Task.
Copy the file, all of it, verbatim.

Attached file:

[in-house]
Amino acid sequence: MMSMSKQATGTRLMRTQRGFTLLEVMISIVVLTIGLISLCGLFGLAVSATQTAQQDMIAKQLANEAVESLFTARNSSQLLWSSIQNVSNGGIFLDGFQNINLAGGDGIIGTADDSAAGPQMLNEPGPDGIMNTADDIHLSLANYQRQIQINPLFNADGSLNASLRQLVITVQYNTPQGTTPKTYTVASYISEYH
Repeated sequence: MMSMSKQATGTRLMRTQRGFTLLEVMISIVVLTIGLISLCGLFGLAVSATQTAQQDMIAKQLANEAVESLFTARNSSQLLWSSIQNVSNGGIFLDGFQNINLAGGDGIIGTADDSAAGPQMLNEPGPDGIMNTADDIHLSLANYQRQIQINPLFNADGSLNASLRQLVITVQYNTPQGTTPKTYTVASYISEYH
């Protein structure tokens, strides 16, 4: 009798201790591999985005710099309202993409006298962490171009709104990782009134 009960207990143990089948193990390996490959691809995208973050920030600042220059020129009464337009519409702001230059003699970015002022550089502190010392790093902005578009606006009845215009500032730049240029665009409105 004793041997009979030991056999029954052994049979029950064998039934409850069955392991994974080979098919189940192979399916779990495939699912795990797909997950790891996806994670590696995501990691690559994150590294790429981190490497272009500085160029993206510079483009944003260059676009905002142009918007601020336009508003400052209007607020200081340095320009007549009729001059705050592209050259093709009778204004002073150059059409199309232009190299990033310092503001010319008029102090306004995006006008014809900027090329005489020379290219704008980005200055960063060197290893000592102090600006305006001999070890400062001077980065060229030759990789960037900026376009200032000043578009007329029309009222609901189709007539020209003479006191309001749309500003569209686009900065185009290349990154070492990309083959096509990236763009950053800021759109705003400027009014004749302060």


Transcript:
[in-house]
Amino acid sequence: MMSMSKQATGTRLMRTQRGFTLLEVMISIVVLTIGLISLCGLFGLAVSATQTAQQDMIAKQLANEAVESLFTARNSSQLLWSSIQNVSNGGIFLDGFQNINLAGGDGIIGTADDSAAGPQMLNEPGPDGIMNTADDIHLSLANYQRQIQINPLFNADGSLNASLRQLVITVQYNTPQGTTPKTYTVASYISEYH
Repeated sequence: MMSMSKQATGTRLMRTQRGFTLLEVMISIVVLTIGLISLCGLFGLAVSATQTAQQDMIAKQLANEAVESLFTARNSSQLLWSSIQNVSNGGIFLDGFQNINLAGGDGIIGTADDSAAGPQMLNEPGPDGIMNTADDIHLSLANYQRQIQINPLFNADGSLNASLRQLVITVQYNTPQGTTPKTYTVASYISEYH
């Protein structure tokens, strides 16, 4: 009798201790591999985005710099309202993409006298962490171009709104990782009134 009960207990143990089948193990390996490959691809995208973050920030600042220059020129009464337009519409702001230059003699970015002022550089502190010392790093902005578009606006009845215009500032730049240029665009409105 004793041997009979030991056999029954052994049979029950064998039934409850069955392991994974080979098919189940192979399916779990495939699912795990797909997950790891996806994670590696995501990691690559994150590294790429981190490497272009500085160029993206510079483009944003260059676009905002142009918007601020336009508003400052209007607020200081340095320009007549009729001059705050592209050259093709009778204004002073150059059409199309232009190299990033310092503001010319008029102090306004995006006008014809900027090329005489020379290219704008980005200055960063060197290893000592102090600006305006001999070890400062001077980065060229030759990789960037900026376009200032000043578009007329029309009222609901189709007539020209003479006191309001749309500003569209686009900065185009290349990154070492990309083959096509990236763009950053800021759109705003400027009014004749302060």